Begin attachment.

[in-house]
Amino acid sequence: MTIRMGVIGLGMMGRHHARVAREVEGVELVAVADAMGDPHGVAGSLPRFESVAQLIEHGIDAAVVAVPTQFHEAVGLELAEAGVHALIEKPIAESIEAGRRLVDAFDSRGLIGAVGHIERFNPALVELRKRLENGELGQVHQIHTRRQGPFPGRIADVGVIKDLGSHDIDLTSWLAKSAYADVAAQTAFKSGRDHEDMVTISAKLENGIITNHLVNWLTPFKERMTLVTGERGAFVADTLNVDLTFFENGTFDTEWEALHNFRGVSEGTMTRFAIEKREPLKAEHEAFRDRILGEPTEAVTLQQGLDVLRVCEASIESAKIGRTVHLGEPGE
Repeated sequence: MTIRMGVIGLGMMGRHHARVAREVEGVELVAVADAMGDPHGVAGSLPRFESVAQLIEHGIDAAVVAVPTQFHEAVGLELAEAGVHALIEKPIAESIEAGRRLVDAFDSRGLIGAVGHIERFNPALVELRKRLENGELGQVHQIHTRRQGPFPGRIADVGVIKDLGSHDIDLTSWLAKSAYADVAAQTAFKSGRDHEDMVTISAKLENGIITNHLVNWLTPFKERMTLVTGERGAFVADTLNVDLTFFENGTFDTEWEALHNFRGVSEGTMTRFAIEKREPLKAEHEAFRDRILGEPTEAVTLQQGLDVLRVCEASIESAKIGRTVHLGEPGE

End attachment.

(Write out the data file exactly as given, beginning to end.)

[in-house]
Amino acid sequence: MTIRMGVIGLGMMGRHHARVAREVEGVELVAVADAMGDPHGVAGSLPRFESVAQLIEHGIDAAVVAVPTQFHEAVGLELAEAGVHALIEKPIAESIEAGRRLVDAFDSRGLIGAVGHIERFNPALVELRKRLENGELGQVHQIHTRRQGPFPGRIADVGVIKDLGSHDIDLTSWLAKSAYADVAAQTAFKSGRDHEDMVTISAKLENGIITNHLVNWLTPFKERMTLVTGERGAFVADTLNVDLTFFENGTFDTEWEALHNFRGVSEGTMTRFAIEKREPLKAEHEAFRDRILGEPTEAVTLQQGLDVLRVCEASIESAKIGRTVHLGEPGE
Repeated sequence: MTIRMGVIGLGMMGRHHARVAREVEGVELVAVADAMGDPHGVAGSLPRFESVAQLIEHGIDAAVVAVPTQFHEAVGLELAEAGVHALIEKPIAESIEAGRRLVDAFDSRGLIGAVGHIERFNPALVELRKRLENGELGQVHQIHTRRQGPFPGRIADVGVIKDLGSHDIDLTSWLAKSAYADVAAQTAFKSGRDHEDMVTISAKLENGIITNHLVNWLTPFKERMTLVTGERGAFVADTLNVDLTFFENGTFDTEWEALHNFRGVSEGTMTRFAIEKREPLKAEHEAFRDRILGEPTEAVTLQQGLDVLRVCEASIESAKIGRTVHLGEPGE